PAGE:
If the crack shifts as you move your weight around on the pan, it will be harder to repair. If you have a decent flat surface at the crack, I'd be tempted to try Dicor self levelling. It's quite "liquid" and will flow over the crack as opposed to laying down a bead on top of it. However, it will also flow down the edge onto the pan if you don't have a flat surface--or stick something on the edge to contain it. Dicor is not particularly flexible as it ages, but it is very sticky and not likely to separate after a full cure. It will eventually need to be re-done as no caulk is a permanent fix, but cleans up well with mineral spirits.

Henry
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Old 11-19-2015, 03:09 PM   #10
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Shower Pan Repair

Henry,

Thank you so much for weighing in. I have been so focused on the 3m 5200's marine and permanence properties, that I hadn't thought about it laying on top of the crack as opposed to sealing by flowing over and into the crack.

Therefore, to aide in my decision as to whether to use the Lepages Quad or Dicor Self Leveling, it sounds like I should stand in the shower, move around and look closely to determine whether I have any flexing at the crack location. If I end up trying the Dicor, I will definitely contain the flow as you suggested so as to not have it run over the edge. So far, I don't believe any part of the crack runs over the rolled edge from the top flat portion, but it is very close.

So, in your opinion, between Lepages Quad, Dicor Self Leveling and the 3m 5200, which do you think is going to better ensure that the crack doesn't grow and allow water to get through and down underneath the pan?

Thanks,
Pete
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Old 11-20-2015, 04:05 PM   #11
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I'm not familiar with 3m 5200, but did a bit of googling--doesn't appear to stick to plastic. Amazon also has some info.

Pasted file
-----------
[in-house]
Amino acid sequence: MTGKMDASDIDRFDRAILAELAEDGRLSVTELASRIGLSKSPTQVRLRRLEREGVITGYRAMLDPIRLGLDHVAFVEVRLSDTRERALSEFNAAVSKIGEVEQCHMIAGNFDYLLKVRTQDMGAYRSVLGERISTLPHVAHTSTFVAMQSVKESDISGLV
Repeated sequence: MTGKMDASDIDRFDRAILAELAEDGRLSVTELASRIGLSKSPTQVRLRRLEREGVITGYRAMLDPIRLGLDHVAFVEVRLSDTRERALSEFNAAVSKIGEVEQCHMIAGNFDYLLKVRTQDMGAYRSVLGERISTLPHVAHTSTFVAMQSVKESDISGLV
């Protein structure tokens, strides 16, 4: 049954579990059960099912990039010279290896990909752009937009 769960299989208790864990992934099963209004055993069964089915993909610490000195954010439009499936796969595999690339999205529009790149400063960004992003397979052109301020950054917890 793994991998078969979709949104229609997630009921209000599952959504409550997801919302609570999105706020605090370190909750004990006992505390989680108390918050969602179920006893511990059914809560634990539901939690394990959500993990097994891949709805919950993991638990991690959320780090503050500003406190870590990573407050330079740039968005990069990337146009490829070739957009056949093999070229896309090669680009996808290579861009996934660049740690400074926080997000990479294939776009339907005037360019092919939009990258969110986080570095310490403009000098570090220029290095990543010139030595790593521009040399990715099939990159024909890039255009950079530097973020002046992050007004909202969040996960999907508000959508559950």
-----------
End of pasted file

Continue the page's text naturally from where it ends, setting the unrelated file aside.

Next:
The problem with any caulk that forms a bead is that it won't hold well on a flat surface--some kind of edge, ideally a 90° corner, is needed to get enough bite. Unless you can find that 3m 5200 will stick to plastic, I think Dicor self levelling is your best bet as it's designed for a flat surface with no edge. How close is the crack to the wall--can you run a bead against the wall and cover the crack? Then any good caulk like Quad would work.

Dicor self levelling is available at RV dealers or Amazon. Make sure it's self levelling as there's also a regular bead type of Dicor.

Henry
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Old 11-21-2015, 02:03 PM   #12
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Possible Consideration?

Thanks Henry,

Sorry to belabor this, but unfortunately, the crack starts close to the wall and tails away at an angle towards the 90 degree edge that rolls into the pan. It doesn't hit that edge, but is very close. Tough decision as to which product to use.

I removed the inspection panel to look at the crack from the underside as well as access the large nut that I will need to loosen in order to remove the old caulk under the drain flange and replace with new.

Regarding the crack, I was wondering whether this would even be an option. First, apply some Butyl tape on the underside of the crack since it is waterproof and has flexibility for a long time. Then, from the topside, if I have enough flat area, build a 'dam' to contain the self leveling Dicor. If it doesn't appear to have enough flat area to do this, I could either apply the 3m 5200 or the Lepages Quad.

Do you think that the underside Butyl tape would stay in place and contain whatever material I pour into the crack? Would either of the topside treatments destroy or separate the Butyl tape on the underside of the crack? Maybe the Butyl tape is a bad idea?

Thanks Again,
Pete